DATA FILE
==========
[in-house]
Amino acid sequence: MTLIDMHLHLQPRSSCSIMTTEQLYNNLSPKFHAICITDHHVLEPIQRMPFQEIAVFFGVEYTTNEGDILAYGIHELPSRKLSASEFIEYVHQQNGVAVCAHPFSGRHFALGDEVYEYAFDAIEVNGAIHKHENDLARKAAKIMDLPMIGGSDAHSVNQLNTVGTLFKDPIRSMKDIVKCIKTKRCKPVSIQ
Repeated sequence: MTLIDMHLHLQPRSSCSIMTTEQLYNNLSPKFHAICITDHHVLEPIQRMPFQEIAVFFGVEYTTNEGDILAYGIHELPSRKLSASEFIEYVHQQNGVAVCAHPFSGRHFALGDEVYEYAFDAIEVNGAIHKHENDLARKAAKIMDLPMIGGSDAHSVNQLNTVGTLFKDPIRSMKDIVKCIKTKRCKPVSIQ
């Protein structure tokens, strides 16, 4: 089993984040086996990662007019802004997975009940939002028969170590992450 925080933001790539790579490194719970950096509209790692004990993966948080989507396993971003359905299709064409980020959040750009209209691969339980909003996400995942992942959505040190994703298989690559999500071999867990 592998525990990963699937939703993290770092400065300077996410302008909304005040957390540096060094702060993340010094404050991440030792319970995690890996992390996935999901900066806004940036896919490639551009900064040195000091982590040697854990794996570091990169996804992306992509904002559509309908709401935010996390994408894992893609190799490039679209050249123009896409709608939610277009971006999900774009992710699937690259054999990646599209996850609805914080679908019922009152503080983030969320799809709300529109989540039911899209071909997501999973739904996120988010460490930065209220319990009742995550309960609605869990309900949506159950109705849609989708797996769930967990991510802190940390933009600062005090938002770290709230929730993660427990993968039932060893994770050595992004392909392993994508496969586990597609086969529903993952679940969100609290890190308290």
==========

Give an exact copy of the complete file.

[in-house]
Amino acid sequence: MTLIDMHLHLQPRSSCSIMTTEQLYNNLSPKFHAICITDHHVLEPIQRMPFQEIAVFFGVEYTTNEGDILAYGIHELPSRKLSASEFIEYVHQQNGVAVCAHPFSGRHFALGDEVYEYAFDAIEVNGAIHKHENDLARKAAKIMDLPMIGGSDAHSVNQLNTVGTLFKDPIRSMKDIVKCIKTKRCKPVSIQ
Repeated sequence: MTLIDMHLHLQPRSSCSIMTTEQLYNNLSPKFHAICITDHHVLEPIQRMPFQEIAVFFGVEYTTNEGDILAYGIHELPSRKLSASEFIEYVHQQNGVAVCAHPFSGRHFALGDEVYEYAFDAIEVNGAIHKHENDLARKAAKIMDLPMIGGSDAHSVNQLNTVGTLFKDPIRSMKDIVKCIKTKRCKPVSIQ
């Protein structure tokens, strides 16, 4: 089993984040086996990662007019802004997975009940939002028969170590992450 925080933001790539790579490194719970950096509209790692004990993966948080989507396993971003359905299709064409980020959040750009209209691969339980909003996400995942992942959505040190994703298989690559999500071999867990 592998525990990963699937939703993290770092400065300077996410302008909304005040957390540096060094702060993340010094404050991440030792319970995690890996992390996935999901900066806004940036896919490639551009900064040195000091982590040697854990794996570091990169996804992306992509904002559509309908709401935010996390994408894992893609190799490039679209050249123009896409709608939610277009971006999900774009992710699937690259054999990646599209996850609805914080679908019922009152503080983030969320799809709300529109989540039911899209071909997501999973739904996120988010460490930065209220319990009742995550309960609605869990309900949506159950109705849609989708797996769930967990991510802190940390933009600062005090938002770290709230929730993660427990993968039932060893994770050595992004392909392993994508496969586990597609086969529903993952679940969100609290890190308290």